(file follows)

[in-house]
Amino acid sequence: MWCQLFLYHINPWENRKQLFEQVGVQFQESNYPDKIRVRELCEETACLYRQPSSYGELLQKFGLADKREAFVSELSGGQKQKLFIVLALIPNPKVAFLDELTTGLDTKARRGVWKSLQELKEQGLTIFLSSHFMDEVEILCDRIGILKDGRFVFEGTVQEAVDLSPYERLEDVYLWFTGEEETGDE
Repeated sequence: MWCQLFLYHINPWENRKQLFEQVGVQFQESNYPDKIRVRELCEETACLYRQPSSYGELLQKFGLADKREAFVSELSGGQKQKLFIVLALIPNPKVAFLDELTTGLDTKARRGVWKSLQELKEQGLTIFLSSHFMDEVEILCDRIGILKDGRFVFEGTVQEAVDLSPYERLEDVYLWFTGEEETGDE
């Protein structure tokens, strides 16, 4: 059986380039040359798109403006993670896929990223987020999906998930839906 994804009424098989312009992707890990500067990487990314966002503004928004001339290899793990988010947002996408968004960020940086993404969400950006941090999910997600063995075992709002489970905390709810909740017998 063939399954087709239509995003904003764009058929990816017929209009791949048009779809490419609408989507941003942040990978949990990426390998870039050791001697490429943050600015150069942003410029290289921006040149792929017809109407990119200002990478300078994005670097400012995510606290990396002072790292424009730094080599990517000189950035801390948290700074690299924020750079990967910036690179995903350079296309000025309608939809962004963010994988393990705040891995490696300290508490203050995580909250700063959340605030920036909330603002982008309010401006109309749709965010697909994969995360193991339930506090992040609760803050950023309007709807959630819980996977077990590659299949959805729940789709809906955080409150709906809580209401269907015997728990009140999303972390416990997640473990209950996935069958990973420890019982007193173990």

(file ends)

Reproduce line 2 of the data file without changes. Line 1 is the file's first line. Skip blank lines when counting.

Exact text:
Amino acid sequence: MWCQLFLYHINPWENRKQLFEQVGVQFQESNYPDKIRVRELCEETACLYRQPSSYGELLQKFGLADKREAFVSELSGGQKQKLFIVLALIPNPKVAFLDELTTGLDTKARRGVWKSLQELKEQGLTIFLSSHFMDEVEILCDRIGILKDGRFVFEGTVQEAVDLSPYERLEDVYLWFTGEEETGDE